Thanks for reading and following the blog. Hope you will also visit the new blog too. 

Friday, 1 May 2020

Remembering the "Trolleys"

Now for something different
Whilst I enjoy modelling trains, cars, buses and trams you can always get tempted to model something different if it comes your way. This was the case a couple of years ago when I was at the Sydney Model Railway Exhibition at Liverpool in October 2016. At the Peter Boorman Workshop Stand there were a couple resin models of Sydney Trolley buses for sale and I had never seen them before. 
Above: Finished and ready for service - Trolley buses meet at Trafalgar St and Crystal St on the Wardell Layout assuming that Trolley buses could operate alongside trams. 

Above: Photo of both models purchased: Left is the Q Type double decker whilst on the right is the AEC 66T

Historical Context 
Sydney had two trolleybus lines. A line from Town Hall Sydney to Potts Point which ran from 1934 to 1948 and a Kogarah Service Line that replaced the steam tramway that ran from Kogarah railway station to San Souci and Sandringham. This service ran from 1937 to 19591
The period location location of Wardell being in the Inner West of Sydney never operated Trolleybuses so I will use my modelling licence to place them in an appropriate position on my layout. 

The build commences
The resin models were vary basic with no underframe, wheels and the bodies were not hollowed out.
It required a lot more work than anticipated and overall it took a couple of weeks.
The Steps can be seen in the photos below:
Above: Hollowing out windows and doors. 


Above: Building the seat interior of both upper and lower decks by modifying interior passenger car seats so these can fit. 
Above: Building the chassis and choosing wheels using a Kibri truck spare parts kit which I purchased from the bring and buy stalls at one of the Model Railway shows. 
Above: These Corgi British Trolleybuses are the donors for the Trolleywires I hope to offload these minus the trolleywires. 




Above: Prototype painting using the paints I had for my Sydney Tram and bus fleet.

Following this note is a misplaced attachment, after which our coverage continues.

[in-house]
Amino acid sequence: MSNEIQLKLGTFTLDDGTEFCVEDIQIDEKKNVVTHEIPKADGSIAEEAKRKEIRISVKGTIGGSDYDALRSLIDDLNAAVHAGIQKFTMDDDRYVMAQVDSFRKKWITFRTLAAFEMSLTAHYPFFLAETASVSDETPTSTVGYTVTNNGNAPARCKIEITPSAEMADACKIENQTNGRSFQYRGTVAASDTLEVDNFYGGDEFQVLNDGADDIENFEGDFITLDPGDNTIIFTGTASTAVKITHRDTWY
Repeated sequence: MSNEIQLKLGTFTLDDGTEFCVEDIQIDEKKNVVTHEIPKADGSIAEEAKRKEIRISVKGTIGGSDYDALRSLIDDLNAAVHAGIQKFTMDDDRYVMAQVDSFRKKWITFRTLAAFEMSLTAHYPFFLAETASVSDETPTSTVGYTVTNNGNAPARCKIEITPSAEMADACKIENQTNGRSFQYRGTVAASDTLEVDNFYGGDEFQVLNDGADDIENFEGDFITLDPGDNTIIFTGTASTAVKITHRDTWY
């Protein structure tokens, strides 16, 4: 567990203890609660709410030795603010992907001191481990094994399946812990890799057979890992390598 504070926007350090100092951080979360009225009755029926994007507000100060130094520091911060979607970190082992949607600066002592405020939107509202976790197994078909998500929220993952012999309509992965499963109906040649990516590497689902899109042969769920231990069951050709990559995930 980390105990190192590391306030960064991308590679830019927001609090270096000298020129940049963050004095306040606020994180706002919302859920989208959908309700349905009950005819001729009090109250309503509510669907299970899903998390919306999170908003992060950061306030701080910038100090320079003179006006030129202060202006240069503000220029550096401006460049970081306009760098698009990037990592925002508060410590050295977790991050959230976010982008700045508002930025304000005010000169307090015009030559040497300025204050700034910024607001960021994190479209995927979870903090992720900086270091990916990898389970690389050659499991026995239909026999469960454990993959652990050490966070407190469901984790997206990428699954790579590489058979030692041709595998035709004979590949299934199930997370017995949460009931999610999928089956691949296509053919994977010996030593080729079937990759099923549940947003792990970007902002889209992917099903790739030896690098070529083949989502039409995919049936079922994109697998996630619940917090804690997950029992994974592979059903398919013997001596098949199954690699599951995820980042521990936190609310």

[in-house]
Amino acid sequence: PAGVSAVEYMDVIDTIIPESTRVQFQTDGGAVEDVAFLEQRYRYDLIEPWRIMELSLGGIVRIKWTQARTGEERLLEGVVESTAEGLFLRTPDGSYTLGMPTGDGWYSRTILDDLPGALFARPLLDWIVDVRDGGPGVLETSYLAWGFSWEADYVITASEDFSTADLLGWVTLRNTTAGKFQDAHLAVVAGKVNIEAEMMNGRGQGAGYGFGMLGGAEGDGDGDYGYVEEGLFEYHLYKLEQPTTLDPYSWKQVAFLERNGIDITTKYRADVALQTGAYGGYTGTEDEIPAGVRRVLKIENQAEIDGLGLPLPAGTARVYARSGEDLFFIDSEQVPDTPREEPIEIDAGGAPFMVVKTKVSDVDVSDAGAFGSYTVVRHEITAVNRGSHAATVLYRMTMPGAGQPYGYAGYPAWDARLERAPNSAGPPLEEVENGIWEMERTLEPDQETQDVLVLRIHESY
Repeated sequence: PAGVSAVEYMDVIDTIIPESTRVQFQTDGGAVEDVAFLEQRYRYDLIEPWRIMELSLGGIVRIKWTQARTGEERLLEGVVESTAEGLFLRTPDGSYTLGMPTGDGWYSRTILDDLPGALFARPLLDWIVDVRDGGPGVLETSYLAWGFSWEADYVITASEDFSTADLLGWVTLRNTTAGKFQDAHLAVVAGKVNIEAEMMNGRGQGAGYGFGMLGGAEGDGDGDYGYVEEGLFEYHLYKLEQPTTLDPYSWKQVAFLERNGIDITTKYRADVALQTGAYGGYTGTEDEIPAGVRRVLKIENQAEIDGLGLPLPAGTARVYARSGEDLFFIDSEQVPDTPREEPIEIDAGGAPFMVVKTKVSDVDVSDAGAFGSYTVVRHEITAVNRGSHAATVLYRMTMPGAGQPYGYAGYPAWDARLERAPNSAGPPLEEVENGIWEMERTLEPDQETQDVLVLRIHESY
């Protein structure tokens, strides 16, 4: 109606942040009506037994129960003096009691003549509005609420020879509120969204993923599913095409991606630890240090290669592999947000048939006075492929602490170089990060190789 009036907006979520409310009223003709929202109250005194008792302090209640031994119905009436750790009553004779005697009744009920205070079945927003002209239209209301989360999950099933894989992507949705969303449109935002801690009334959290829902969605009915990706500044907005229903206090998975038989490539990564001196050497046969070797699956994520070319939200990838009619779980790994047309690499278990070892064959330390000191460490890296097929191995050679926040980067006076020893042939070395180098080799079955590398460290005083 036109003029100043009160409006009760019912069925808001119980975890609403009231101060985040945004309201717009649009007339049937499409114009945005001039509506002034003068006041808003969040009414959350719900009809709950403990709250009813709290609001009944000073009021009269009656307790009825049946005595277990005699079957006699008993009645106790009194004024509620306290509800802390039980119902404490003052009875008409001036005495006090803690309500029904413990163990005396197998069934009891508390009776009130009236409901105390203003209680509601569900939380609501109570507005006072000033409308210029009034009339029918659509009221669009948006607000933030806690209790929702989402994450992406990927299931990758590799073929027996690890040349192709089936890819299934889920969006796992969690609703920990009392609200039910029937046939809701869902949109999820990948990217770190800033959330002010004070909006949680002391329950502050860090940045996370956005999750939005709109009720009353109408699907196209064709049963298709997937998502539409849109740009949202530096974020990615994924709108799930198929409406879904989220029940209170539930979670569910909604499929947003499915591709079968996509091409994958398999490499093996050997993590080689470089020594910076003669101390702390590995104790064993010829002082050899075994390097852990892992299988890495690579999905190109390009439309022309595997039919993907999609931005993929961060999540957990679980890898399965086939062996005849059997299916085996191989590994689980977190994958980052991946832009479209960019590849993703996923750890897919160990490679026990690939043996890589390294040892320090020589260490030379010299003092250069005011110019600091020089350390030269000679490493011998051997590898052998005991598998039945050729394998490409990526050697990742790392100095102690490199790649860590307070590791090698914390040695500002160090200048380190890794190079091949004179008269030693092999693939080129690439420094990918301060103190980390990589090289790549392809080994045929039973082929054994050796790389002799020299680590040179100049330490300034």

Driver, front chassis and lower interior being tested. 
Finished Product
The Trolleybuses look the part next to the other PTC fleet. I am happy with the result after the models had been left untouched with only part of the models being hollowed out.


1. Jones, D, (2000), Australian Trolley Buses, City Tramway Publications

Sunday, 5 April 2020

From Hiatus to Isolation - the work recommences.


The World has changed
Its been over 3 months since I did any work on the layout or any modelling activities. Family overseas holidays, the start of school and family commitments as well as kids activities halted any time spent on doing any modelling. However, the last 2 weeks we have seen a shift in the world we live in and now live under a "New Norm". The Coronavirus pandemic which has spread throughout the world has meant alot of changes in our daily lives. 
  • Working from Home is now the norm
  • The government is encouraging everyone to stay at home except where it is essential:Exercise, work, getting supplies such as food and medical supplies or going to the doctor
  • All events and activities are cancelled -Gatherings of more than 2 people is prohibited. 
  • Zoom "get together" are becoming the norm. 

Time to spend on simpler things
This has given myself a chance to do things around the home such doing a big clean out and doing a stocktake of my kits and models that I have collected over the years. To start with I thought I 'll start with building some model kits. 

The kit chosen
I chose to build the two Trident resin Canadian Pattern Trucks, I had purchased whilst living in Switzerland and are now out of  production are over 10 years old. One kit is a machinery truck and the other is a general purpose vehicle. The kits are made of resin and have brass etched parts.